People with HR experience: how often are large organizations terminating employees if they aren’t the best performers? I’ve heard there is some hesitancy in terminating because it’s so costly to try and hire someone new, and they’d rather keep middling employees then face that or even risk a lawsuit. What about people who worked well in one department, got promoted to another and did poorly in the new job. Does the organization let go of the employee or do they just transfer them to a job more suitable to their skills based on previously strong performance reviews?
Not in HR but had some peripheral experience (and a lot of reading) with these issues when doing payroll systems…
The rule of thumb is that at least in Canada (and the rest of the civilized world, where it is harder to fire someone than it is in the USA…)
To fire someone for poor performance, lateness, or any other job failing - you need a paper trail of effort to show the employer warned the employee and made efforts to remedy the behaviour. After repeated attempts fail, then you have grounds to terminate. Springing it on someone as a surprise - we determined you’re useless, but never mentioned it to you - is guaranteed to get the employer losing any judgement if the employee sues.
If it’s going to cost you several weeks pay plus the time to train a newbie, the guy better be pretty useless. Just how much training and orientation does a job need? Depends how generic or specific it is. “Write me a new web page” - pretty generic. “Maintain this monstrosity of a web program we have already” - could take a while to become familiar with the thing.
Of course, the math is probably different in the USA, but the time needed to train on company-specific pieces of the job is the same.
(I actually saw this once. They guy was an excellent database guy, but his position disappeared and the boss persuaded him to take a process computer job. Then the boss moved on, remote office wanted the guy gone, brought him in and gave him a list of complaints he’d never seen before and offered him 2 months’ pay to leave. When he objected, HR realized that he’d never been told about the complaints before. He got a lawyer, decided “if they want me gone, eventually they will do so.” After the unconscionable way he was treated, both sides settled for 6 month’s pay and he’d leave. For an employee who’d been there 2 years… the result of the employer not following protocol. They knew they’d lose big time in court.)
I am not in HR but I have been in management of the IT industry for about 25 years. I don’t think there is any data available to give you a comprehensive answer, because companies would not want to report this type of data to anyone. At best you will get a collection of anecdotes.
GE under Jack Welch used to routinely terminate the bottom 10-15% of their workforce, regardless of the absolute level of performance.
One large company I worked for (90K employees, system integrator/government contractor) would only occasionally terminate employees for cause. It was more common to “clean house,” where they would periodically do layoffs ostensibly for cost reasons but always sweep out the poor performers in the process. When we did terminate people for cause, it was after a performance review indicating the poor performance, establishing a performance plan (60-90 days) giving improvement goals, and termination if the goals weren’t met. People on a performance plan rarely survived, because it meant management had decided to get rid of you and just needed more documentation to avoid/defend against a lawsuit. In at at-will state, you don’t even need a reason to fire somebody, much less a pile of documentation, but if you fire someone in a protect class you need a pile of defensive documentation. I have not seen a situation where an employee performed poorly and was moved to (or back to) something they could do well, so I can’t comment on that.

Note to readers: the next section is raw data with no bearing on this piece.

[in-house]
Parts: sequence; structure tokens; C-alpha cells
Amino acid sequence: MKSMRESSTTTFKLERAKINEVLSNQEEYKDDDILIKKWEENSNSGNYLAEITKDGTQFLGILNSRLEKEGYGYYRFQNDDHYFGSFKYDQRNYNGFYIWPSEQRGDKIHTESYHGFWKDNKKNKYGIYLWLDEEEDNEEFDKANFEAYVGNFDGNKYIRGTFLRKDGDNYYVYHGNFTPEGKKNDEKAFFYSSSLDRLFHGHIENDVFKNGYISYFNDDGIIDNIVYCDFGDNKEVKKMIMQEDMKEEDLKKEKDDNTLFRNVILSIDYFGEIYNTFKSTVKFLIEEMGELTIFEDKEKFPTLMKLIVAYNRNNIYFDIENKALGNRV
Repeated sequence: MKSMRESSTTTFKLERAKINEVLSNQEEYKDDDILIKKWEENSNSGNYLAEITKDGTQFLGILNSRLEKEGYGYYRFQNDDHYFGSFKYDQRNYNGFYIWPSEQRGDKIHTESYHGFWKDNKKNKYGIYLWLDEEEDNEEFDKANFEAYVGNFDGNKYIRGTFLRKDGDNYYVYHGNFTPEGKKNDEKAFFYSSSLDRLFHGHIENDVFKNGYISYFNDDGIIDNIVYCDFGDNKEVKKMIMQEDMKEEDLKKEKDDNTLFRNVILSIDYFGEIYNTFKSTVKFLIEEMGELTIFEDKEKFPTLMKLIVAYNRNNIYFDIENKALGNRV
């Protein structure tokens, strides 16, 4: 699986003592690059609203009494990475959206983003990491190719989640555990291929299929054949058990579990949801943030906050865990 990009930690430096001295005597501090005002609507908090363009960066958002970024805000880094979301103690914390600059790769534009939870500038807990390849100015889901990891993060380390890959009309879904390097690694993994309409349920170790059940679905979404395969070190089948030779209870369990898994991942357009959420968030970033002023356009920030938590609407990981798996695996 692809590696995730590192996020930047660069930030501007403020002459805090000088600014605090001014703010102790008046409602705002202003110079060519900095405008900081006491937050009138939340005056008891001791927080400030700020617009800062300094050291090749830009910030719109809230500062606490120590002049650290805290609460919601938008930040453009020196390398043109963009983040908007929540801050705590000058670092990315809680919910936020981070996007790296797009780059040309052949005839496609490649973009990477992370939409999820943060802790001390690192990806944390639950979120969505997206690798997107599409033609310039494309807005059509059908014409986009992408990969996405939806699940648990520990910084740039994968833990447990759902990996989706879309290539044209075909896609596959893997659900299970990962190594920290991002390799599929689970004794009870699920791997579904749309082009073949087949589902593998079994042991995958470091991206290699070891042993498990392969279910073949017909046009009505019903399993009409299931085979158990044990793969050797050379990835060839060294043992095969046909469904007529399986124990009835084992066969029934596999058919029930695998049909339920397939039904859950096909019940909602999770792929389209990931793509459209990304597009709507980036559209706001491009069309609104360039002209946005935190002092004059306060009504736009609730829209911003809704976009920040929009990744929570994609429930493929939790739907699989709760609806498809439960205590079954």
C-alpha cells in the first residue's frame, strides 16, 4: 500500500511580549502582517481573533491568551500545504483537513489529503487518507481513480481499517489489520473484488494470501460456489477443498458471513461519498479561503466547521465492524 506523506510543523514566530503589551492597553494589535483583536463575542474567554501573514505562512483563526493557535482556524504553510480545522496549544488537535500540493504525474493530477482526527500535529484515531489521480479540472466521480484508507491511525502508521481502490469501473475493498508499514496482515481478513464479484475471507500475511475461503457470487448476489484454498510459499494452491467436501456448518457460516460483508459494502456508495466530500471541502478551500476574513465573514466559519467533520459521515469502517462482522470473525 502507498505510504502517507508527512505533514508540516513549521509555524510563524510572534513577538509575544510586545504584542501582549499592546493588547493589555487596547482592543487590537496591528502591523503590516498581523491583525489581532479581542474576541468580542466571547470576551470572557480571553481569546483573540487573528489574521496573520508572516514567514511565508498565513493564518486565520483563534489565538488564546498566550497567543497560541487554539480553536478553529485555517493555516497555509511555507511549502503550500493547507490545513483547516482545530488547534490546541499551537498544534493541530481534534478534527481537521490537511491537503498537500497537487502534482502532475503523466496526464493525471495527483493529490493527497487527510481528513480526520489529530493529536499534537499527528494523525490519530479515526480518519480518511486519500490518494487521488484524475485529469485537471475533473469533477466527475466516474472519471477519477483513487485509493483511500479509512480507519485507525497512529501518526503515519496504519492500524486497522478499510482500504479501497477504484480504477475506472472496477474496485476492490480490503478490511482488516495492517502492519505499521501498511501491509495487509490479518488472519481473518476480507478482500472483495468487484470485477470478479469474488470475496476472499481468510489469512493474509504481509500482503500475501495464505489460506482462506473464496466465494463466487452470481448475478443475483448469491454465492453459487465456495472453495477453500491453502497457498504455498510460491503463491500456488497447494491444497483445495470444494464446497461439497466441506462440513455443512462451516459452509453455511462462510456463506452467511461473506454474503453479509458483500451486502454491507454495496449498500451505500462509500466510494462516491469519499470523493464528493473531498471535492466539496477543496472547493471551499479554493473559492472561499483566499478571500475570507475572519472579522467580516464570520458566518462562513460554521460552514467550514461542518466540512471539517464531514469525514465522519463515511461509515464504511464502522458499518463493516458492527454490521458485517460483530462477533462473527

And all of this is just my personal experience in one large company in one industry. It doesn’t paint a picture of what happens everywhere.
Stack ranking and it’s ilk used to be used at several large US companies. Most notably at GE under Jack Welch.
If you’re in the bottom 10%, buy-bye.
It’s hell on employees. Discourages a lot of people. Causes backstabbing. Etc.
It’s the perfect system assuming you know nothing about human psychology or business culture.
So it’s less common. MS still uses a variation of the scheme which explains a lot about how whole divisions are perpetually messed up all the time. A good programming team with all top people gets hurt while a poor team with crappy folk hardly notices the ding. So the pressure is towards the bottom, not the top.
In the current market environment in the US, where we are near full employment, a company is only terminating those employees that are destroying value. It is difficult to find their replacements.
In markets of higher unemployment, companies can be more choosy and lay off groups of underperformers and hire more people seeking an upgrade in talent.
Which reminds me of what Scott Adams (Dilbert) said about working in the ISDN division of a large telephone company. (NOT A DIRECT QUOTE): They wanted to know if ISDN was going to be a success. I was torn between telling the truth and covering my ass. In the end, I decided to tell something truthy: I told them that if the ISDN division was well managed and staffed, it would be a revolution in telecoms, and the biggest thing since sliced bread.
Since the ISDN division had been the dumping ground for every incompetent manager and technician in Pacific Bell, ISDN never really took off in California.
When my Dad was in the Navy, he was in charge of a group of men who had been drafted from all the ships in the fleet. Anyone they could spare…